If you are an animal lover, you will be interested in knowing about what has been happening in several states around the country with wildlife conservation? Not only is it saving wildlife but it is reducing car accidents and saving people too!

Wildlife Crossings

“Underpasses and overpasses and crossing structures are dotted all over the West, particularly where there’s a migration pattern of antelope or deer or elk,” Kehne said. “So it’s not a new technology, but it’s very effective. These types of wildlife undercrossings have proven to work well in places such as Banff, CanadaPinedale, Wyoming; and Bend, Oregon. Conservationists say it’s important to get these fixes in places now — before suburban sprawl reaches into wilder areas and makes it even harder for wildlife to get around,” explains MyModernMet.

Here is an update by some of the states that are moving forward with constructing underpasses, overpasses and crossing structures.


“Oregon has also seen a substantial reduction in wildlife collisions near Bend, after two underpasses were built to help connect important mule deer habitat. The highway cuts off summer ranges in the Cascades from winter ranges in the desert.

“There isn’t really the option to try to keep the deer on one side of the highway or the other. They have this biological imperative that drives them from one side of the highway to the other, twice a year,” said ODFW’s Simon Wray in a video produced by the state.

After the underpasses were completed, collisions were reduced by up to 90 percent on that section U.S. Highway 97. Trail cameras have shown lots of deer using the fenced-in route — they’ve also captured a bear, coyotes, elk and small animals like badgers.

The Oregon Department of Transportation has plans in the works for two more wildlife underpasses along the highway. Construction on one is scheduled to start next year,” reports OPB News.


KSL.com announced that “the state’s newest overpass created solely for wildlife to cross officially opened in December 2018. A moose was even spotted for the official ribbon cutting. The overpass was designed to help animals cross safely and reduce the number of traffic accidents in Parleys Canyon. Complete with boulders and logs, the snow-covered path stretches across six lanes of Interstate 80. While saving the lives of animals is a bonus, the overpass was built to increase the safety of drivers along the freeway.

Big game often cross the roads between Mountain Dell and Jeremy Ranch. In the past two years, drivers have reported more than 100 wildlife-vehicle crashes in the area, and it’s estimated the number of unreported collisions is four times as many. Construction for the $5 million state-funded project has been going on since spring.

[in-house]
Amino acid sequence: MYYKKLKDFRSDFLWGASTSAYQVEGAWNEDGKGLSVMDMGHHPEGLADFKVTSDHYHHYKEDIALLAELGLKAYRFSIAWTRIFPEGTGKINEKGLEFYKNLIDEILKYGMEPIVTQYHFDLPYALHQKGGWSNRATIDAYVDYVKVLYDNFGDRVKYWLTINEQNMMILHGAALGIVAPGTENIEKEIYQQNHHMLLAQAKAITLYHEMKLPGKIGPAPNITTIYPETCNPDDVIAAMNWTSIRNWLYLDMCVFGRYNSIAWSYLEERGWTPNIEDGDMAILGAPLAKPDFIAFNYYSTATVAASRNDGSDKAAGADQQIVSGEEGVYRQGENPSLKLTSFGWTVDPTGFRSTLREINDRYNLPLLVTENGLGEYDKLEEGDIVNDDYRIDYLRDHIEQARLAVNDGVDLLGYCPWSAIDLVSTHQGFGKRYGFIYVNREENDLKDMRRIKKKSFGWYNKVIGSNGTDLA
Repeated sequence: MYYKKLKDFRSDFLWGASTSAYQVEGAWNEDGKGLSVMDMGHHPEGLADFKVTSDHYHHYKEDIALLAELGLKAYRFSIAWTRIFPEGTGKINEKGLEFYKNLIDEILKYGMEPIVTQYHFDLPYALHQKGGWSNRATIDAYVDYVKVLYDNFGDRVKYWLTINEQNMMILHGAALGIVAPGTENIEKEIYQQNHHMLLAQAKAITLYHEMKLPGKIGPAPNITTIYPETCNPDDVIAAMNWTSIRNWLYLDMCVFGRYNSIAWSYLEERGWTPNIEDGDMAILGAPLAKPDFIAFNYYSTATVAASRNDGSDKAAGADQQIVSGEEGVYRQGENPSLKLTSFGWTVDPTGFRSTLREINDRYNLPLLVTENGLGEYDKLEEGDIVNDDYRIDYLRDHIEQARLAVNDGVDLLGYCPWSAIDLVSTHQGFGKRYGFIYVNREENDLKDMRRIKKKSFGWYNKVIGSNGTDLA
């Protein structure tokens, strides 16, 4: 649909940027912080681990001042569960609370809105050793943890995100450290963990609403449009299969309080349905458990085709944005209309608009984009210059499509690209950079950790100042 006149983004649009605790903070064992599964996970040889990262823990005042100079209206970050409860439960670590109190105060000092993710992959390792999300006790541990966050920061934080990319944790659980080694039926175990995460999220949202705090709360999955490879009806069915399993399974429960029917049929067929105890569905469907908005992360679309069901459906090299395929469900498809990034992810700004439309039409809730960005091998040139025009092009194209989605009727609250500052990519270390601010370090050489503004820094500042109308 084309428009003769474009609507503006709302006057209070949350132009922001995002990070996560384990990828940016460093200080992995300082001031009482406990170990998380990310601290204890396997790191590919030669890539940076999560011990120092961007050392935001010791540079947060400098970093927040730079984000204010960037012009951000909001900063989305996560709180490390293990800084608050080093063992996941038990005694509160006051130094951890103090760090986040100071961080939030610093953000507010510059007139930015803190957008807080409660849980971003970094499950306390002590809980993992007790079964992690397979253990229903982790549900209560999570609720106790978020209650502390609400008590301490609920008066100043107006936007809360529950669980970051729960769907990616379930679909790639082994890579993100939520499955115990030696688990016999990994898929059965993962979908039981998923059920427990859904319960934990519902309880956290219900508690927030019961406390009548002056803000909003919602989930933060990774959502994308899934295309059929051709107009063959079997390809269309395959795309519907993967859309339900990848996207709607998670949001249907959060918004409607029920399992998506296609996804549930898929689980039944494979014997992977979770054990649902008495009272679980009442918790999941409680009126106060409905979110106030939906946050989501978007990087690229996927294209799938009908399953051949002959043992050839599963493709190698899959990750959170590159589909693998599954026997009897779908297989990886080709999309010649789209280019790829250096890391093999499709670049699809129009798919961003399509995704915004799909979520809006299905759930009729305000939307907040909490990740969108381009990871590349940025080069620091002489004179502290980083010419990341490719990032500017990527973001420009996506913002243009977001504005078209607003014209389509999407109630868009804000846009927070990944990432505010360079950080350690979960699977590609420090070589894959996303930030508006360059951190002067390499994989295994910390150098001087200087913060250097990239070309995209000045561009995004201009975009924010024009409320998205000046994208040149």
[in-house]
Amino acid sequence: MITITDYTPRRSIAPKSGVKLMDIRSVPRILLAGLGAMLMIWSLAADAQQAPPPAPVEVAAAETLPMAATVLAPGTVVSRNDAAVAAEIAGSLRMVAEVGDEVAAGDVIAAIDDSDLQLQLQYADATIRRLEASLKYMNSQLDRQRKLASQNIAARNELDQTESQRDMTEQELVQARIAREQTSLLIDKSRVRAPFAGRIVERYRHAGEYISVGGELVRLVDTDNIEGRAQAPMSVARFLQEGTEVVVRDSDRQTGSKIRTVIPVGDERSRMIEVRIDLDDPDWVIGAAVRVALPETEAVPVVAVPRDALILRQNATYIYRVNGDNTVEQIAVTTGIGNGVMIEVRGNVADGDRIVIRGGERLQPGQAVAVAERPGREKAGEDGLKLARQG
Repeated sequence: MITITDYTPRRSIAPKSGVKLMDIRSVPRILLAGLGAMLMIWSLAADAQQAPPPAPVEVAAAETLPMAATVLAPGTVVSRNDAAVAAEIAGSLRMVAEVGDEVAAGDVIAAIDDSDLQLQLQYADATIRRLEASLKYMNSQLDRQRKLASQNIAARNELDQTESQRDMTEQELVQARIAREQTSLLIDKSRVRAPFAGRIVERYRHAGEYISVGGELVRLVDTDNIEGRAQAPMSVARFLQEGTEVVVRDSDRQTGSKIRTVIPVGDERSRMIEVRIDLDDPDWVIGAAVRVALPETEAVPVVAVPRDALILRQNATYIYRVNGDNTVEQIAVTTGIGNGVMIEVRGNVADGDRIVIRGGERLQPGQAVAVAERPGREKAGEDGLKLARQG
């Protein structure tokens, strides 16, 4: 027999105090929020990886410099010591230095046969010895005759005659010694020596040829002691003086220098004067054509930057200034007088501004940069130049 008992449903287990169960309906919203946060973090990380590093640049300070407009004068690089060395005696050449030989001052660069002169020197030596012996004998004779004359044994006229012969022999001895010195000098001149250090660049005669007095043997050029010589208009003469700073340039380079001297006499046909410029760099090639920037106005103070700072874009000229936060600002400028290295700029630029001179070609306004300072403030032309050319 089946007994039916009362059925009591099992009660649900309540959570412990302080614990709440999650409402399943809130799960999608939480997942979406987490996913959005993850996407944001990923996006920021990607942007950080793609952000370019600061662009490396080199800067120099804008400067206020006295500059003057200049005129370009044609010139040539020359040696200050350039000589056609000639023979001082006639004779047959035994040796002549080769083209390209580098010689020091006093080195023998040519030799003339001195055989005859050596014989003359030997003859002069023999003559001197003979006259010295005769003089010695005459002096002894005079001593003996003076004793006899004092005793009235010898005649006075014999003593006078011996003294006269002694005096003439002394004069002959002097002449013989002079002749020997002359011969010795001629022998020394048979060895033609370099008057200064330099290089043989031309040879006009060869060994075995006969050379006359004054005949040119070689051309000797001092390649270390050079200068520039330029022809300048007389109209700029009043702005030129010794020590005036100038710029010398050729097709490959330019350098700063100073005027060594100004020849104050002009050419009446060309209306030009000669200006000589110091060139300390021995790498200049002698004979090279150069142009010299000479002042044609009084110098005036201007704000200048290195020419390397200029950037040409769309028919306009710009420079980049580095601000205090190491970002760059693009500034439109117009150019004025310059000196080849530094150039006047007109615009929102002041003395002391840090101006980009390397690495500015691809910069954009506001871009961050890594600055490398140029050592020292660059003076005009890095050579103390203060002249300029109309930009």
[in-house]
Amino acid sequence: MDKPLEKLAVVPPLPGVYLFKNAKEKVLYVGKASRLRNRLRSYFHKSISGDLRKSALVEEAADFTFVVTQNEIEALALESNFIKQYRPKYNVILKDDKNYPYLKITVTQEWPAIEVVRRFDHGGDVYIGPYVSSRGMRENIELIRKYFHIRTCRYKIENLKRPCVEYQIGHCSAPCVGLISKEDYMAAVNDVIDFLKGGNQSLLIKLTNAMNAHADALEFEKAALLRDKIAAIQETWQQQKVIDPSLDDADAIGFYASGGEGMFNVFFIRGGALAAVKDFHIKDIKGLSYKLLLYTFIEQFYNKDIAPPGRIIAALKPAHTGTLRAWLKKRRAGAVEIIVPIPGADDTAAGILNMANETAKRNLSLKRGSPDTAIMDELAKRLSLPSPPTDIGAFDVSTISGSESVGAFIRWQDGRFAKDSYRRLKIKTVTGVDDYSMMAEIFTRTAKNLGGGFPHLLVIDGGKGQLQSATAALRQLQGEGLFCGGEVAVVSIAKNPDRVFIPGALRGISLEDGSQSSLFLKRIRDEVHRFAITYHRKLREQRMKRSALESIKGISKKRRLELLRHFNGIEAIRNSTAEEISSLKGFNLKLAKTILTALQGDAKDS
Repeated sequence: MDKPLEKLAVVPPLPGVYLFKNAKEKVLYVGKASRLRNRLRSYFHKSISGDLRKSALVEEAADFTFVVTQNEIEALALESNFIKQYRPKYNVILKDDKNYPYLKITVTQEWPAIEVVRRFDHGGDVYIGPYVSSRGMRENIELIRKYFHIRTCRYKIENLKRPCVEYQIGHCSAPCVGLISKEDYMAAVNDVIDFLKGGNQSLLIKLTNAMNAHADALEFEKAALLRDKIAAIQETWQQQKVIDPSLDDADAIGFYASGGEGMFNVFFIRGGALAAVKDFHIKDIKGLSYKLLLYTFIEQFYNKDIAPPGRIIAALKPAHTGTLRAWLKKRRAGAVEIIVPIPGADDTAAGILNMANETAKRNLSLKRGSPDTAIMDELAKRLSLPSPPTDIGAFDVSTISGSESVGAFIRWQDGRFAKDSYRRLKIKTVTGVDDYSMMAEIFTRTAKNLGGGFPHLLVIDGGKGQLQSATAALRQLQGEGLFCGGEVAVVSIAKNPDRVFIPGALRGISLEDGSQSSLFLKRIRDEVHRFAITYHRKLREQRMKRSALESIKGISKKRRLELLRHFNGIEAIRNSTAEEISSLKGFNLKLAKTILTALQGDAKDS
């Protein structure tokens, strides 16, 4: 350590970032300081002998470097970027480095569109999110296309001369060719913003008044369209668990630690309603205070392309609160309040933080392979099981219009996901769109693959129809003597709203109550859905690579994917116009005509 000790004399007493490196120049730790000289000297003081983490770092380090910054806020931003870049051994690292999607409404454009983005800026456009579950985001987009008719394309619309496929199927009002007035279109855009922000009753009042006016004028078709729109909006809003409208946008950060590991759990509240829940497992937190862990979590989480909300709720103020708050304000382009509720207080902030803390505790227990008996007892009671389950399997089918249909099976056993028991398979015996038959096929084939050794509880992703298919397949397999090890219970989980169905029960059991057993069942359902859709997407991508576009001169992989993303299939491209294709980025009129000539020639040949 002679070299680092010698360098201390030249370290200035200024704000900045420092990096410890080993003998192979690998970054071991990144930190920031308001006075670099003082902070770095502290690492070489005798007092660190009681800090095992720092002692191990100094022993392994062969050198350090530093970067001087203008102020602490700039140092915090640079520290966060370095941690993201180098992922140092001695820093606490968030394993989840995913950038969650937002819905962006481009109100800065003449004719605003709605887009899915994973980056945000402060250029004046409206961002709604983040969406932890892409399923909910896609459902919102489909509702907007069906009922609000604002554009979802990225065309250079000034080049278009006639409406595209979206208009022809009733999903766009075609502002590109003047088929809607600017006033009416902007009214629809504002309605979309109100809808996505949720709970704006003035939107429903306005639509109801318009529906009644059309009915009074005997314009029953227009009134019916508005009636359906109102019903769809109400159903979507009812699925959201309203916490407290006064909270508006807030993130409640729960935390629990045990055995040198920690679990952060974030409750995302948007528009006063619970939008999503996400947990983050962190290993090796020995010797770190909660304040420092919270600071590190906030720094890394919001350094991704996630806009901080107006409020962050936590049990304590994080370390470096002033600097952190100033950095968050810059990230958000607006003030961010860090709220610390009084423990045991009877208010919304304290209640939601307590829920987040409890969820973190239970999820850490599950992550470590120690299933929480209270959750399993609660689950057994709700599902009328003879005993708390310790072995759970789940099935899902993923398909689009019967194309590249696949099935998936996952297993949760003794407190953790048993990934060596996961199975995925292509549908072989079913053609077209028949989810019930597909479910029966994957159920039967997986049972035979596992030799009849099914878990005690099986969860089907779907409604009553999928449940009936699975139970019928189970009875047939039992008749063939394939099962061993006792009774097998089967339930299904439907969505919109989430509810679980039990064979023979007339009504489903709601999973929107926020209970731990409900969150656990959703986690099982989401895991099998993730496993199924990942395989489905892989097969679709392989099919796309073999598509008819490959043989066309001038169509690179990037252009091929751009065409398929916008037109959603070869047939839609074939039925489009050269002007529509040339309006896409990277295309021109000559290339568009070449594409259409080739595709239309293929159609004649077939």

“From the Division of Wildlife Resources standpoint, the No. 1 benefit is public safety,” said Scott Root, DWR’s conservation outreach manager.

Root said considering how many collisions with wildlife the overpass can prevent, it would pay for itself down the road in 10, 20 years, we’re hoping.”


“We’re standing in the middle of the Cascades, where there’s a bottleneck of habitat. We’re standing on top of six lanes of freeway that carry 28,000 vehicles a day. Wildlife have got to cross this freeway,” Watkins said, looking out over the cars zooming by below.

The crossing is taller than your average bridge. Once it’s completed, it will have 8-foot fences that will funnel wildlife to where they should cross. The bridge will be covered in rocks and native plants. That way wildlife won’t even realize they’ve left the safety of the forest.

Even without all that camouflage, workers saw deer using the bridge almost immediately — while construction crews were still pushing equipment around. As wildlife undercrossings were completed as a first part of the project in 2014, more than 13,000 deer and hundreds of coyotes have safely reached the other side of the road, said Meagan Lott, with the Washington Department of Transportation. She said culverts in the undercrossings have helped salmon and bull trout reach stretches of river cut off to them for decades.

Watkins expects the new bridge will eventually be used by more than 60,000 species. “From frogs and salamanders, who are going to take quite a while to cross, to mountain lions and bears and wolverines. We’re rebuilding a forest over the interstate,” Watkins said.

Conservationists say it’s important to get these fixes in places now — before suburban sprawl reaches into wilder areas and makes it even harder for wildlife to get around. It could also help with wolf recovery. To meet recovery goals, wolves need a way to get across the Cascades. Chase Gunnell, with Conservation Northwest, said this bridge could help.

“Wildlife can’t persist in large numbers and in perpetuity in islands of habitat. It’s really knitting together smaller habits, reconnecting landscapes, to allow animals to move in and utilize smaller areas of habitat,” reports OPB News. Animal Care Center in Smyrna, GA, is owned and operated by Otto H. Williams, DVM. The veterinary practice specializes in complete healthcare for cats and dogs and offers services including preventative, surgical and nonsurgical care, internal medicine, grooming and boarding to Cobb County and surrounding cities such as Vinings, Marietta, Mableton and Sandy Springs. Call today at 770.438.2694 or request an appointment